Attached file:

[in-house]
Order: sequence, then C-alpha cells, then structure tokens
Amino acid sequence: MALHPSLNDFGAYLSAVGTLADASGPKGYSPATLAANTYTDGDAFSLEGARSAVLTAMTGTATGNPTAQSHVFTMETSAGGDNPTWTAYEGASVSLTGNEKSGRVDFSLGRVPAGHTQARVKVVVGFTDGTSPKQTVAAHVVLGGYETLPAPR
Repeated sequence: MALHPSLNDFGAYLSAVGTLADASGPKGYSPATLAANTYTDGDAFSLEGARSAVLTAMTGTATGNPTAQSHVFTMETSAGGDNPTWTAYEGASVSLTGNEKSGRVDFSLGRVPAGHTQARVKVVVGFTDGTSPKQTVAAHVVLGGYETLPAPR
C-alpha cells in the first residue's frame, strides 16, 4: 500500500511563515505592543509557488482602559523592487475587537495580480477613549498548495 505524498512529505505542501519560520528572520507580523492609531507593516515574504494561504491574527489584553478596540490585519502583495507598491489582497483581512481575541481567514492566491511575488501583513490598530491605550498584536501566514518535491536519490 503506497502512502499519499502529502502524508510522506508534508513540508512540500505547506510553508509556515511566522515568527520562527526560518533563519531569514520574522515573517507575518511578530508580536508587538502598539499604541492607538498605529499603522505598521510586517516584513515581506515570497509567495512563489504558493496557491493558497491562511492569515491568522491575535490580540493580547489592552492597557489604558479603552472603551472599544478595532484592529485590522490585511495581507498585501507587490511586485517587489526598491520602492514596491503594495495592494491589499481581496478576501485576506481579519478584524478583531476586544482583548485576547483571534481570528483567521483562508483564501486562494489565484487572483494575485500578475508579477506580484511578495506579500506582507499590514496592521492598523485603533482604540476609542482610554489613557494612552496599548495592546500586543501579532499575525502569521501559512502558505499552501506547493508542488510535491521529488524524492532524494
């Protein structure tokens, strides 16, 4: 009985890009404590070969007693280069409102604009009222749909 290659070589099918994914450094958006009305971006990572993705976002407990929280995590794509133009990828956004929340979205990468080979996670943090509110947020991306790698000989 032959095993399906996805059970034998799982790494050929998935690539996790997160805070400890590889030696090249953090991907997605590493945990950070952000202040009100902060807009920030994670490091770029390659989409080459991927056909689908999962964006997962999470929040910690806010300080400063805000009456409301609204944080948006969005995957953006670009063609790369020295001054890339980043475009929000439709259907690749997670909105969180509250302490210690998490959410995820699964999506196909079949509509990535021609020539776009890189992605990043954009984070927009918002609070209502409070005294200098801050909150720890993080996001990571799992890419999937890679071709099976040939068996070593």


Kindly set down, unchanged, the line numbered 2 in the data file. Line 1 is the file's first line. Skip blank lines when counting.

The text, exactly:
Order: sequence, then C-alpha cells, then structure tokens